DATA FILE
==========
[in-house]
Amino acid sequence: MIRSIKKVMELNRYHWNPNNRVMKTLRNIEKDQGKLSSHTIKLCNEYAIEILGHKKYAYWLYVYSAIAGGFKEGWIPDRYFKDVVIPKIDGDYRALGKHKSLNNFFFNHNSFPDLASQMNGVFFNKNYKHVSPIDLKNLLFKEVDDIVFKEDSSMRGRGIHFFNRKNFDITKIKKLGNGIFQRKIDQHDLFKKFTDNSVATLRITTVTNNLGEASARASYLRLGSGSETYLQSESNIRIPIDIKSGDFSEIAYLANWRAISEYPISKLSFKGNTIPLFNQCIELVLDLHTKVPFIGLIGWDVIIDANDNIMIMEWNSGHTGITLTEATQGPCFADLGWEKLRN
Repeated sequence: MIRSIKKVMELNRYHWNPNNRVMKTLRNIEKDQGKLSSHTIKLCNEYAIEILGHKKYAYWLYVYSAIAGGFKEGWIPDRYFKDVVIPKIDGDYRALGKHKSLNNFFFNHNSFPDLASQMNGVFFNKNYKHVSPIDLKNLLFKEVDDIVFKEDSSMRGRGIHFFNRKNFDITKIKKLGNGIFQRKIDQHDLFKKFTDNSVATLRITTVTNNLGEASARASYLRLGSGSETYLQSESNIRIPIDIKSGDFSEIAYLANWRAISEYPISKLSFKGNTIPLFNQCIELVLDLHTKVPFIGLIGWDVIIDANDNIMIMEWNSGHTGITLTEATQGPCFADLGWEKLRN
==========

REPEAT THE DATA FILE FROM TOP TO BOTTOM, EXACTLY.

[in-house]
Amino acid sequence: MIRSIKKVMELNRYHWNPNNRVMKTLRNIEKDQGKLSSHTIKLCNEYAIEILGHKKYAYWLYVYSAIAGGFKEGWIPDRYFKDVVIPKIDGDYRALGKHKSLNNFFFNHNSFPDLASQMNGVFFNKNYKHVSPIDLKNLLFKEVDDIVFKEDSSMRGRGIHFFNRKNFDITKIKKLGNGIFQRKIDQHDLFKKFTDNSVATLRITTVTNNLGEASARASYLRLGSGSETYLQSESNIRIPIDIKSGDFSEIAYLANWRAISEYPISKLSFKGNTIPLFNQCIELVLDLHTKVPFIGLIGWDVIIDANDNIMIMEWNSGHTGITLTEATQGPCFADLGWEKLRN
Repeated sequence: MIRSIKKVMELNRYHWNPNNRVMKTLRNIEKDQGKLSSHTIKLCNEYAIEILGHKKYAYWLYVYSAIAGGFKEGWIPDRYFKDVVIPKIDGDYRALGKHKSLNNFFFNHNSFPDLASQMNGVFFNKNYKHVSPIDLKNLLFKEVDDIVFKEDSSMRGRGIHFFNRKNFDITKIKKLGNGIFQRKIDQHDLFKKFTDNSVATLRITTVTNNLGEASARASYLRLGSGSETYLQSESNIRIPIDIKSGDFSEIAYLANWRAISEYPISKLSFKGNTIPLFNQCIELVLDLHTKVPFIGLIGWDVIIDANDNIMIMEWNSGHTGITLTEATQGPCFADLGWEKLRN